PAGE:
Improving data center operational efficiency requires focusing on both energy and water usage. The U.S. Department of Energy National Renewable Energy Laboratory (NREL) took a holistic approach to designing the world’s most energy-efficient High-Performance Computing (HPC) Data Center. Completed in 2014, the 930-m2 (10,000-ft2) center is located inside the Energy Systems Integration Facility (ESIF), which is Platinum rated by the Leadership in Energy and Environmental Design certification program, on NREL’s Golden, Colorado, campus. The HPC Data Center has maintained a trailing 12-month average power usage effectiveness (PUE) of 1.06 or better since opening, and it features a chiller-less design, component-level warm-water liquid cooling, and waste heat capture and reuse. In 2016, Johnson Controls partnered with NREL and Sandia National Laboratories (Sandia) to deploy a thermosyphon cooler (TSC) as a test bed at NREL’s HPC Data Center and to quantify on-site water savings and energy usage. The thermosyphon cooler hybrid system (TCHS) integrates the control of a dry heat-rejection device with an open cooling tower. This paper provides the results from the first 24 months of the TCHS operation, showing how this system has cut the data center’s on-site water usage in about half without negatively impacting the center’s energy-efficient operation.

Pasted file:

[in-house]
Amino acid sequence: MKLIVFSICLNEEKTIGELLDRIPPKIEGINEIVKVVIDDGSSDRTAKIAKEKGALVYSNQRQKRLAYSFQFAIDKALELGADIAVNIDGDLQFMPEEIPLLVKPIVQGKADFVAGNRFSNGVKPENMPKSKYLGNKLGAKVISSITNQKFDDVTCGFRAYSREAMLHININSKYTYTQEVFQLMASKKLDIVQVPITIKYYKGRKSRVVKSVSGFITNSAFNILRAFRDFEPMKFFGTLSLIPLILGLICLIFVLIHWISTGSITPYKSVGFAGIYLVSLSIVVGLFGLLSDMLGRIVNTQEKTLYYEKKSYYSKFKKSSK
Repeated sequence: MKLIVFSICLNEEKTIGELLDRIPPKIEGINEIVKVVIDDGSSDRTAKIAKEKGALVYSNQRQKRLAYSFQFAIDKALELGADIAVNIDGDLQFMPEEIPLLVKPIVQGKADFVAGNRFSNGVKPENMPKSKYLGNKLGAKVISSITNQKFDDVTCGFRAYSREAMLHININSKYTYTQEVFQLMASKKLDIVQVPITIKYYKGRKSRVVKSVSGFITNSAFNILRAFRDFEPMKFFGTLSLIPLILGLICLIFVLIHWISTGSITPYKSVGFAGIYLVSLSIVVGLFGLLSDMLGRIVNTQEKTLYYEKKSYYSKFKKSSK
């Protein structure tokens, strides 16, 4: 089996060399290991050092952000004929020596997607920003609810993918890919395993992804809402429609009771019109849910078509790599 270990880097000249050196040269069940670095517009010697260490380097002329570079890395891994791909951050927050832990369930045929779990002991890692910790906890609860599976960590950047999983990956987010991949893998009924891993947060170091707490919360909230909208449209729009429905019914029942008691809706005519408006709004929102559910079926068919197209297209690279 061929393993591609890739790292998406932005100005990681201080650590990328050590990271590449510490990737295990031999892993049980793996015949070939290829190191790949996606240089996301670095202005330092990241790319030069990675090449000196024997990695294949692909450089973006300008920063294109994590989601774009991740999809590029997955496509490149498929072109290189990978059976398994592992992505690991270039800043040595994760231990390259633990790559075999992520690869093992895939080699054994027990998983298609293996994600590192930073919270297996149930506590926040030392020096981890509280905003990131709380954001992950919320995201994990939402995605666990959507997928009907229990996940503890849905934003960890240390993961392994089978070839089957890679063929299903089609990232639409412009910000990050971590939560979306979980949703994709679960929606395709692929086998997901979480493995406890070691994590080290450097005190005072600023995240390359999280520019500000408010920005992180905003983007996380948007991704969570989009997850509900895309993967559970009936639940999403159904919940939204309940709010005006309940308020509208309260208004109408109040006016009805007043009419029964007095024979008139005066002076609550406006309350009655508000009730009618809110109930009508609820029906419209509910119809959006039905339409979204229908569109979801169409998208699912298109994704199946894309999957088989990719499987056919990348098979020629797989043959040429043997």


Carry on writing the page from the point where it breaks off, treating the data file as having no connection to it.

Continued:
Thermosyphon Cooler Hybrid System for Water Savings in an Energy-Efficient HPC Data Center
Results from 24 Months and Impact on Water Usage Effectiveness